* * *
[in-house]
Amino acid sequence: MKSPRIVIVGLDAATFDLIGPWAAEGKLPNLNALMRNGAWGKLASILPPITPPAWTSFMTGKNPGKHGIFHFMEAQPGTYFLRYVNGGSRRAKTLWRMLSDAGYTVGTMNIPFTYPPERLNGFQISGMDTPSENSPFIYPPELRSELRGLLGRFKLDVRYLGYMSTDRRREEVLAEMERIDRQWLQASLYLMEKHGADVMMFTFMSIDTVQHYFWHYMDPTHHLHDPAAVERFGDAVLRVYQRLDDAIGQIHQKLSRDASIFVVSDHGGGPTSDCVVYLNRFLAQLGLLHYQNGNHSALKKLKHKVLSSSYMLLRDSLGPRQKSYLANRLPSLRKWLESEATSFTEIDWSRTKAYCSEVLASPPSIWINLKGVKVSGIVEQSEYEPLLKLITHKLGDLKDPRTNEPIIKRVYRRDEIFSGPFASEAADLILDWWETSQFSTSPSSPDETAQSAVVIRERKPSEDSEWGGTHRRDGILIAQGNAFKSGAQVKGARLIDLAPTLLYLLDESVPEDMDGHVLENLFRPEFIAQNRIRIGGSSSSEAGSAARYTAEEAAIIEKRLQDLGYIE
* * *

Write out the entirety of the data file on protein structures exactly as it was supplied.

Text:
[in-house]
Amino acid sequence: MKSPRIVIVGLDAATFDLIGPWAAEGKLPNLNALMRNGAWGKLASILPPITPPAWTSFMTGKNPGKHGIFHFMEAQPGTYFLRYVNGGSRRAKTLWRMLSDAGYTVGTMNIPFTYPPERLNGFQISGMDTPSENSPFIYPPELRSELRGLLGRFKLDVRYLGYMSTDRRREEVLAEMERIDRQWLQASLYLMEKHGADVMMFTFMSIDTVQHYFWHYMDPTHHLHDPAAVERFGDAVLRVYQRLDDAIGQIHQKLSRDASIFVVSDHGGGPTSDCVVYLNRFLAQLGLLHYQNGNHSALKKLKHKVLSSSYMLLRDSLGPRQKSYLANRLPSLRKWLESEATSFTEIDWSRTKAYCSEVLASPPSIWINLKGVKVSGIVEQSEYEPLLKLITHKLGDLKDPRTNEPIIKRVYRRDEIFSGPFASEAADLILDWWETSQFSTSPSSPDETAQSAVVIRERKPSEDSEWGGTHRRDGILIAQGNAFKSGAQVKGARLIDLAPTLLYLLDESVPEDMDGHVLENLFRPEFIAQNRIRIGGSSSSEAGSAARYTAEEAAIIEKRLQDLGYIE